The test for uselessness

Some jobs are easy to measure. Some jobs are difficult. That’s how life is. Big corporations spend millions of Rands and hours trying to create measurables to determine whether their people are doing their jobs effectively.

 

Why? Because big companies have too many people. Too many people means the boss can’t know everyone, which in turn gives perfect cover for uselessness.

 

Anyone who has worked in a big company knows this as an ineffable truth.

 

So are we all doomed to spending hours defining job roles and then more hours following up on these measures? I think not.

 

First, do not frivolously employ people. You may think it’s easy to fire people, but its not. And it’s expensive. AND it’s draining. Sociopath’s aside, no one likes firing people. Personally, I do not hire without a personal reference. And I make sure the referrer knows I’ll be knocking on their door if the referee is an oxygen-thief.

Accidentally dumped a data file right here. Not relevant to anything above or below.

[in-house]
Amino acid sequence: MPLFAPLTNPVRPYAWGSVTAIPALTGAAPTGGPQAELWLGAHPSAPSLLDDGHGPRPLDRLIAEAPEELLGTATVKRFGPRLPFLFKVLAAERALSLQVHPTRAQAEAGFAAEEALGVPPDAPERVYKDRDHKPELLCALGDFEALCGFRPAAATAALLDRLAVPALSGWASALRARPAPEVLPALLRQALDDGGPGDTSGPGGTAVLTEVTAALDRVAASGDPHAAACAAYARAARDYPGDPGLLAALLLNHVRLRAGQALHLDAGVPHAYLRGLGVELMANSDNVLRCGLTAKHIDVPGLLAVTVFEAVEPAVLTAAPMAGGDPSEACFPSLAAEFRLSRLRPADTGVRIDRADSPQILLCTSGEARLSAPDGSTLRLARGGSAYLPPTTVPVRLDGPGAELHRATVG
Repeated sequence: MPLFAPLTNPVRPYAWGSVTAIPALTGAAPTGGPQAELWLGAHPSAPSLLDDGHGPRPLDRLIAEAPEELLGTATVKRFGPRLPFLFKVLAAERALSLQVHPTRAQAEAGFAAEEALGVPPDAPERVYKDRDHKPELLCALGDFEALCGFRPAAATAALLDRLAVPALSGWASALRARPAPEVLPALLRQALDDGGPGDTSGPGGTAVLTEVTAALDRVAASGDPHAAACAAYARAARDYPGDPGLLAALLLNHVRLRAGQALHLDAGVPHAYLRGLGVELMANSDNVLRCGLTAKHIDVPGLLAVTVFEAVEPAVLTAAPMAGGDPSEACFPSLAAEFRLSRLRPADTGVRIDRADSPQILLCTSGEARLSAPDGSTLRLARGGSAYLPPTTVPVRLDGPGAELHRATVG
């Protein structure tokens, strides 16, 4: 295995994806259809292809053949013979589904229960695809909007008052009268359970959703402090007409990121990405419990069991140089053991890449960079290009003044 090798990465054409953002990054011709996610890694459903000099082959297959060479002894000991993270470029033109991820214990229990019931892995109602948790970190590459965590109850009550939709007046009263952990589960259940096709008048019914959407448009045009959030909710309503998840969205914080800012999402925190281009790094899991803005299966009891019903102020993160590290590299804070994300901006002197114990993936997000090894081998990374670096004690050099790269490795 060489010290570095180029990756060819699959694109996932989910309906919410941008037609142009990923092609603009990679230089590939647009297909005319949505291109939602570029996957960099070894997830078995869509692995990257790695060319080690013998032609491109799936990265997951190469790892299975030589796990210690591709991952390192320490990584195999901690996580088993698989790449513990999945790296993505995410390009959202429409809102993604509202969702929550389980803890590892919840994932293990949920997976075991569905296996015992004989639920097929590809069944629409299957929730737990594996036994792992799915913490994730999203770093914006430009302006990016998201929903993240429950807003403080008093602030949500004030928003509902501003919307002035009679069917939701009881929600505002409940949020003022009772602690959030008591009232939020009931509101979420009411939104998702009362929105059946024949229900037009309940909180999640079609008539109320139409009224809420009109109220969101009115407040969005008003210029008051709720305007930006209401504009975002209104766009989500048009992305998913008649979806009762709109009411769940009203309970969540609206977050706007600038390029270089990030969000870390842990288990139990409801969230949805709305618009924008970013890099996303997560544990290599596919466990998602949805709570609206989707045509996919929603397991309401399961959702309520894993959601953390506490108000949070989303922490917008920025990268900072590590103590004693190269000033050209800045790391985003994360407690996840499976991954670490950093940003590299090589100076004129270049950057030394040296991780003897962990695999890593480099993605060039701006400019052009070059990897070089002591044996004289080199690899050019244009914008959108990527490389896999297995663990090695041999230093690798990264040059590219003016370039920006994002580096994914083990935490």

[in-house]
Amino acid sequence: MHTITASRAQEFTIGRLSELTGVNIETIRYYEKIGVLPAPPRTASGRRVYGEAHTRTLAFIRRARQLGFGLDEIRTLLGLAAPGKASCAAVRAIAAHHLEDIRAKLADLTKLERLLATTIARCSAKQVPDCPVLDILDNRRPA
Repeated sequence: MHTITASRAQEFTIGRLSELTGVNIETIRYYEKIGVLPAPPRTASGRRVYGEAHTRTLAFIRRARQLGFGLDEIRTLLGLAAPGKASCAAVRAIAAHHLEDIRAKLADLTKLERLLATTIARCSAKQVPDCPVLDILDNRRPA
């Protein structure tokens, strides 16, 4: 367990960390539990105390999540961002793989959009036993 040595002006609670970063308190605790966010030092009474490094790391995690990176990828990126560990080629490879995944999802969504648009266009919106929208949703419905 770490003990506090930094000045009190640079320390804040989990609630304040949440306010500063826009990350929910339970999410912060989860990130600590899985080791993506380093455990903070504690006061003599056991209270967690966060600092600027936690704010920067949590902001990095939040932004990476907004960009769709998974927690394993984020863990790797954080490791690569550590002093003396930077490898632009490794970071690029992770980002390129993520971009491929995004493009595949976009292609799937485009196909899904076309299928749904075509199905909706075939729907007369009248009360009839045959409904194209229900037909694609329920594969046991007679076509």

Second, keep staff numbers down. More people means more admin and politics and opportunity for useless people to hide.

 

Third, follow your gut. Your instincts will almost always give you the right answer.

 

Lastly, watch out for the words, “What value does Johnny add?” If you ever find yourself asking that question, the game is up. Great people always add value, and it’s obvious to everyone that they will be missed (even if you don’t know what they do every minute of the day.)

 

 

 

One Response to “The test for uselessness”

  1. Mandy Croucamp Says:

    Having employed a number of people over the years this article is truly on the mark! thank you

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